The EU has released the results of its public consultation (May 16, 2008 - September 15, 2008) on the PSI Directive. Excerpt:
...[D]iverging views exist between public sector bodies (the supply side) and reusers (the demand side) on the PSI current reuse environment. While the former group considers it satisfactory and working well, reusers are more critical and consider that the implementation of the Directive has been much too slow....A majority of respondents consider that important barriers remain that would need to be addressed to fully exploit the PSI re-use potential in the EU. The problems that have been frequently signaled are lack of awareness of the potential of PSI reuse and of the Directive amongst public sector bodies, especially at regional and local level, little effort from public bodies for facilitating and promoting reuse, lack of knowledge or mechanisms to identify what information is available for re-use, the non mandatory requirement for PSI re-use, strict licensing conditions imposed by public sector content holders, the limits of the public task when public bodies commercially compete with private firms, unfair competition practices by public sector bodies, very limited transparency on public bodies reuse policies and notably on the way charges are calculated and, the absence of efficient means of redress in most countries.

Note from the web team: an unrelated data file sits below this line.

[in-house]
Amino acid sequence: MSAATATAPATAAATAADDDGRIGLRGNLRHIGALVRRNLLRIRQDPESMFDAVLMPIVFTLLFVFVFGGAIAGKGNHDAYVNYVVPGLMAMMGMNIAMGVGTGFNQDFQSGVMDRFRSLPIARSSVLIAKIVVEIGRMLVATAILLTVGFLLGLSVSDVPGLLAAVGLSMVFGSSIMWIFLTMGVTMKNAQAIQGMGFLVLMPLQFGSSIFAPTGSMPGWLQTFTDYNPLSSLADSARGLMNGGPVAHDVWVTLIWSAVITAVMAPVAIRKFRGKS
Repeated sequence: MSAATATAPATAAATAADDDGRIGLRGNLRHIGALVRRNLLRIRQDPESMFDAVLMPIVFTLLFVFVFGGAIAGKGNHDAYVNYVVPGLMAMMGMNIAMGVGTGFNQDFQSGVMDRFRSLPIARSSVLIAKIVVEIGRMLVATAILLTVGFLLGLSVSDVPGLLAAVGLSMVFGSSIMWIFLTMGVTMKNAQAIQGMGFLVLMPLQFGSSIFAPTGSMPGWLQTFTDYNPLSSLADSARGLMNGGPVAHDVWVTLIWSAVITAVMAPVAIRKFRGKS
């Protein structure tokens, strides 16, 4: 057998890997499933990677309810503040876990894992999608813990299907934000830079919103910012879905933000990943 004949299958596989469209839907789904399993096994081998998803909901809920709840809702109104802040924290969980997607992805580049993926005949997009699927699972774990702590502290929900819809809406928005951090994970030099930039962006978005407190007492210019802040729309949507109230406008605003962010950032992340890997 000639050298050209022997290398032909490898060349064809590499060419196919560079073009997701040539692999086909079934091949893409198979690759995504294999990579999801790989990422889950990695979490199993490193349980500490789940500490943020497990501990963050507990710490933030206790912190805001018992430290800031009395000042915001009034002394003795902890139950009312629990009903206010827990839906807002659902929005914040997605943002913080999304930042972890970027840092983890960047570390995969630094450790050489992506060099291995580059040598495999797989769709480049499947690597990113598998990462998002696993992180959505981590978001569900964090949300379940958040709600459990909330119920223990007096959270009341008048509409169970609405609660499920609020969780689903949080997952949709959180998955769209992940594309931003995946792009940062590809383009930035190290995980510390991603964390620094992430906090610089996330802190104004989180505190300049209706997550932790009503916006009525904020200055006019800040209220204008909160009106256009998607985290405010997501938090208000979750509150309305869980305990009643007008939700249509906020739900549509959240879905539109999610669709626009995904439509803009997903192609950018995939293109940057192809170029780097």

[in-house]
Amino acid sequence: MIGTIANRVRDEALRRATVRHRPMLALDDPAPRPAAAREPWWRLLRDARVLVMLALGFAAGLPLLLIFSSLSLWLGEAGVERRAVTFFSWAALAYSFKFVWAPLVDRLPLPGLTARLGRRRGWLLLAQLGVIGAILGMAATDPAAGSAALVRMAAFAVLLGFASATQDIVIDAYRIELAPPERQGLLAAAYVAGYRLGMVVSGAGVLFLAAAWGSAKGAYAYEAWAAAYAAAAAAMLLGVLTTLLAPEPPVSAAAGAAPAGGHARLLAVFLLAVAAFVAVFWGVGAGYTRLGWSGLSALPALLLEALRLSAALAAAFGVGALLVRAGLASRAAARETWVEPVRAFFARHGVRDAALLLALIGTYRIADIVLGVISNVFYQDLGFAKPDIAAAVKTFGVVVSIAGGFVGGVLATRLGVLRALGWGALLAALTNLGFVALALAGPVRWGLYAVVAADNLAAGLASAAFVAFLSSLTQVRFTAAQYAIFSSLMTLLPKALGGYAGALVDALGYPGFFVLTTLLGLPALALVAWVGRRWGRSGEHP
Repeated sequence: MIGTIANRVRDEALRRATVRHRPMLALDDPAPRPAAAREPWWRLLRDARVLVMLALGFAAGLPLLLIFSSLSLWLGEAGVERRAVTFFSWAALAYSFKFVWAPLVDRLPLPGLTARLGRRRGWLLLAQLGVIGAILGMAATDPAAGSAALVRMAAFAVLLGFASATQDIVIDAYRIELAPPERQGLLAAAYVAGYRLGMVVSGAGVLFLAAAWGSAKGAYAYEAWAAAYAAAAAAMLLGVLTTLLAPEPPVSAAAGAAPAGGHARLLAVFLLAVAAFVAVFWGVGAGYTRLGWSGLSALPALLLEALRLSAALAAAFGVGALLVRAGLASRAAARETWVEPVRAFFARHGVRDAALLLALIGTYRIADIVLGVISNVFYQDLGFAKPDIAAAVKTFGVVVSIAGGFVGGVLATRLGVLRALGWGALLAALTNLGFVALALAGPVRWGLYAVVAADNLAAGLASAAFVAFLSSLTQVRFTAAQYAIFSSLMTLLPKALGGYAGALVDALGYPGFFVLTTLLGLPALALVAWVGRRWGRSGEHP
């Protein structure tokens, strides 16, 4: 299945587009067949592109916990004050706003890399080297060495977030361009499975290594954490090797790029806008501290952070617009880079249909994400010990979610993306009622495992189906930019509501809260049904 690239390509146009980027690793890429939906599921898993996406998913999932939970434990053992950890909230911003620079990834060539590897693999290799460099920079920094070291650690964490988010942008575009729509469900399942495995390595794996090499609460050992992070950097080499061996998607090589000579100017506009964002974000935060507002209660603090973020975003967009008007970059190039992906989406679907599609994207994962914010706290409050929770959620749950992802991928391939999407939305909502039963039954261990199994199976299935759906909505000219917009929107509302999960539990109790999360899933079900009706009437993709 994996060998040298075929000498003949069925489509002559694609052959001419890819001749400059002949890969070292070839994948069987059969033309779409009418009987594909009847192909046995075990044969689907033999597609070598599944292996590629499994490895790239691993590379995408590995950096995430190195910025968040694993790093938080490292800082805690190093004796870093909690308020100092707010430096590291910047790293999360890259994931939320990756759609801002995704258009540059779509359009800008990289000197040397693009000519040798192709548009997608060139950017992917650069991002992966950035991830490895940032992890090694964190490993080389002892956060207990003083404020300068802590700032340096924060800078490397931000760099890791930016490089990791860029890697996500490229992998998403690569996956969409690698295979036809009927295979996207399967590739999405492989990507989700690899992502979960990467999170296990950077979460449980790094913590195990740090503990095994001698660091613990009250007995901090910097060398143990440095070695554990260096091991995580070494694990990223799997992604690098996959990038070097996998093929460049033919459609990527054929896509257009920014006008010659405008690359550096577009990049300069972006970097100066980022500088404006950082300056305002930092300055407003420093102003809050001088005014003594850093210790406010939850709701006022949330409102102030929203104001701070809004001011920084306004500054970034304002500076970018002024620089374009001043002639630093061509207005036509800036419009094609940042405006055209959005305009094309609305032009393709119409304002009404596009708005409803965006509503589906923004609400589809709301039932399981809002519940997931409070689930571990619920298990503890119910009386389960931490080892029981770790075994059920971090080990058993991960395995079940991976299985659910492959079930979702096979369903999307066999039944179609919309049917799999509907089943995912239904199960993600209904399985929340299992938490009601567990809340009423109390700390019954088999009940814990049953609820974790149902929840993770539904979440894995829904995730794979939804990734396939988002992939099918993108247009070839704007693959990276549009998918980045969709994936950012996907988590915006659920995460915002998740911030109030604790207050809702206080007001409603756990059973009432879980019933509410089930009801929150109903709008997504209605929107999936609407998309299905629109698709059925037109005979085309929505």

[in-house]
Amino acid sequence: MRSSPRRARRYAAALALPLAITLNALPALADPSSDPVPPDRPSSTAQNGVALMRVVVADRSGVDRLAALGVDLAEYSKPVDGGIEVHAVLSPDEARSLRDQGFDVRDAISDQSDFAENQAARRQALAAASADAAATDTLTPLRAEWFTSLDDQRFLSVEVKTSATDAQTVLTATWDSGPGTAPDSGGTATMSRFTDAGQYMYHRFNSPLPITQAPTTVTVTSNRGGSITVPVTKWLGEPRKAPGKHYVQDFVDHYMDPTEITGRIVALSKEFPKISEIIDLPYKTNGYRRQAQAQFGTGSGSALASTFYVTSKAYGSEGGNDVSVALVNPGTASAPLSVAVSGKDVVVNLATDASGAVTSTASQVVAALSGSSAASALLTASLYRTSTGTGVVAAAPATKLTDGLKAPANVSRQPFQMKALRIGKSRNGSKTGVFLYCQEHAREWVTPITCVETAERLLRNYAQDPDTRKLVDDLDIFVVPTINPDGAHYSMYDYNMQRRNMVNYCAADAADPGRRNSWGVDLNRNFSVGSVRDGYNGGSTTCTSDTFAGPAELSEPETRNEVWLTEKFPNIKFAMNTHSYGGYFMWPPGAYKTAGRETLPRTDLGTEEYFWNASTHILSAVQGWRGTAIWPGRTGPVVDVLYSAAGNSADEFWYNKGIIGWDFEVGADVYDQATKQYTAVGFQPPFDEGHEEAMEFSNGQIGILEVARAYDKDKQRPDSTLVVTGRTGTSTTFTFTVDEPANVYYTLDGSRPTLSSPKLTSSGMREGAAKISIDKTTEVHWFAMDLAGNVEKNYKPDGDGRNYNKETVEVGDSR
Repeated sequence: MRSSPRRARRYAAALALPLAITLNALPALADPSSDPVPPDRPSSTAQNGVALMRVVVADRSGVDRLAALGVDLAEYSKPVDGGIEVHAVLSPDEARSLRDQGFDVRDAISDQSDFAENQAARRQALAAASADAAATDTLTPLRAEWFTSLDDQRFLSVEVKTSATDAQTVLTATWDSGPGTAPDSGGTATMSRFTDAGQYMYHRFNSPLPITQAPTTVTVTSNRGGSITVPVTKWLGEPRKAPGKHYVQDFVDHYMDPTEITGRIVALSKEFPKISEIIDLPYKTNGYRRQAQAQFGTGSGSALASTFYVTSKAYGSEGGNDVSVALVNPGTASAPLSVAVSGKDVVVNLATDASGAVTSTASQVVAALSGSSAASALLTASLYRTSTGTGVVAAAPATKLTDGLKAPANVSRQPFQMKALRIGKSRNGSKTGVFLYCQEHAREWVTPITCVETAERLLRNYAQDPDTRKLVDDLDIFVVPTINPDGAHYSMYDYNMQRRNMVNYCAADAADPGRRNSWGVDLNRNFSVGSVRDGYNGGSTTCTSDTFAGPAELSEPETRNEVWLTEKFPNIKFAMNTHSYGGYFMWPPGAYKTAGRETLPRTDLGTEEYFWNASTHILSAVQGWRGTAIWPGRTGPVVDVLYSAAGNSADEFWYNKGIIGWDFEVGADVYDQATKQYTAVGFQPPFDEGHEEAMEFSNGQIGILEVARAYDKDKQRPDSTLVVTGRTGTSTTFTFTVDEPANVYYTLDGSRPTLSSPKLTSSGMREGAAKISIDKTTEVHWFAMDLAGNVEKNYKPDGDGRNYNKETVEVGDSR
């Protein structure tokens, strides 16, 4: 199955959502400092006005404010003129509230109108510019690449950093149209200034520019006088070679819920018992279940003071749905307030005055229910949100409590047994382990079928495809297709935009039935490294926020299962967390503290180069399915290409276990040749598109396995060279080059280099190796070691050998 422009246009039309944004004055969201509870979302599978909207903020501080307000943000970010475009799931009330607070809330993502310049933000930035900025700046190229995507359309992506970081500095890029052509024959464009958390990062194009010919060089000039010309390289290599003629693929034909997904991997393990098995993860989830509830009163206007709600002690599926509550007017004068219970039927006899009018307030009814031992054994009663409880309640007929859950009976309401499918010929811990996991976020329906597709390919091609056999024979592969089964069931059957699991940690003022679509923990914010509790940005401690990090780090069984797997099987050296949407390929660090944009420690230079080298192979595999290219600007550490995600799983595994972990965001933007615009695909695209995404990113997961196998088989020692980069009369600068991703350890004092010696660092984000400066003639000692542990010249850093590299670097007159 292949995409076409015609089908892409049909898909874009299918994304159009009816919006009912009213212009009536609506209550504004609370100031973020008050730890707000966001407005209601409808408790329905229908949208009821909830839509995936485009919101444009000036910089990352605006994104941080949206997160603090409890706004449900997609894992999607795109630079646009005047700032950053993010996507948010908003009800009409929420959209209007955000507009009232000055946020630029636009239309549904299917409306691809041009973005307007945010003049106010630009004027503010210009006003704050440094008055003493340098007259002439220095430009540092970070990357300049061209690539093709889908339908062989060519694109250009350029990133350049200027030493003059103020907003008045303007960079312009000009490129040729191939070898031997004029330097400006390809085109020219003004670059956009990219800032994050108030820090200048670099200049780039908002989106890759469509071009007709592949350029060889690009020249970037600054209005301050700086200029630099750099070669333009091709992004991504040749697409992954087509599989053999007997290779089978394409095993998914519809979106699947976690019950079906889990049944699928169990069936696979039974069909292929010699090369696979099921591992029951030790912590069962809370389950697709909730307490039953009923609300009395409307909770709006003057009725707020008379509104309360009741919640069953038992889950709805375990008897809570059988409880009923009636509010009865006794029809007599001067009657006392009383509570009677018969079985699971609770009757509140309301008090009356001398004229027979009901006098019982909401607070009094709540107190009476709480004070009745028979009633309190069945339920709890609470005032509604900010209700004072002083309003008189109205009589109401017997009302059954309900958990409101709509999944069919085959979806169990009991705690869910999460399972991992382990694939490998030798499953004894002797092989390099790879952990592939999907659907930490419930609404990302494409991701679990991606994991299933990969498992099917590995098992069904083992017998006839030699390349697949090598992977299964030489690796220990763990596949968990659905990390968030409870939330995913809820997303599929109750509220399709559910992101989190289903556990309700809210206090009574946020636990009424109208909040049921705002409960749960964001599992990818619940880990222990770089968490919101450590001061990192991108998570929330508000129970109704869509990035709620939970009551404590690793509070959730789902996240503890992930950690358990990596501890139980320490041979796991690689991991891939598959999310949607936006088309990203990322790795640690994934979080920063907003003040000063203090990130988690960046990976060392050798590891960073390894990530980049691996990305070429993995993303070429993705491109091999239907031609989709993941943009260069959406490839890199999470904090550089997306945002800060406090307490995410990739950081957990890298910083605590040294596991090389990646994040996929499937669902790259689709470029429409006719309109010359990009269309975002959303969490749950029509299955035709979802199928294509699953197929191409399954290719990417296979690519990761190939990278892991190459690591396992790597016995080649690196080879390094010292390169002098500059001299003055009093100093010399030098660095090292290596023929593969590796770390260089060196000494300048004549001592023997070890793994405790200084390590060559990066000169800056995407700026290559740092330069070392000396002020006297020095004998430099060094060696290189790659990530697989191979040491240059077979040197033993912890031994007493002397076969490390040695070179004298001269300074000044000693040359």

As regards the impact of the Directive on the charging policies practised by the public sector, the overwhelming majority believes that the implementation has hardly had any impact on the pricing of PSI, although some laudable exceptions have been signalled.
A significant group of stakeholders expressed their support for extending the scope of the Directive to cultural, research and broadcasting institutions, as it conceived that it will have an impact in developing the content market in Europe....
The open access movement:
Putting peer-reviewed scientific and scholarly literature
on the internet. Making it available free of charge and
free of most copyright and licensing restrictions.
Removing the barriers to serious research.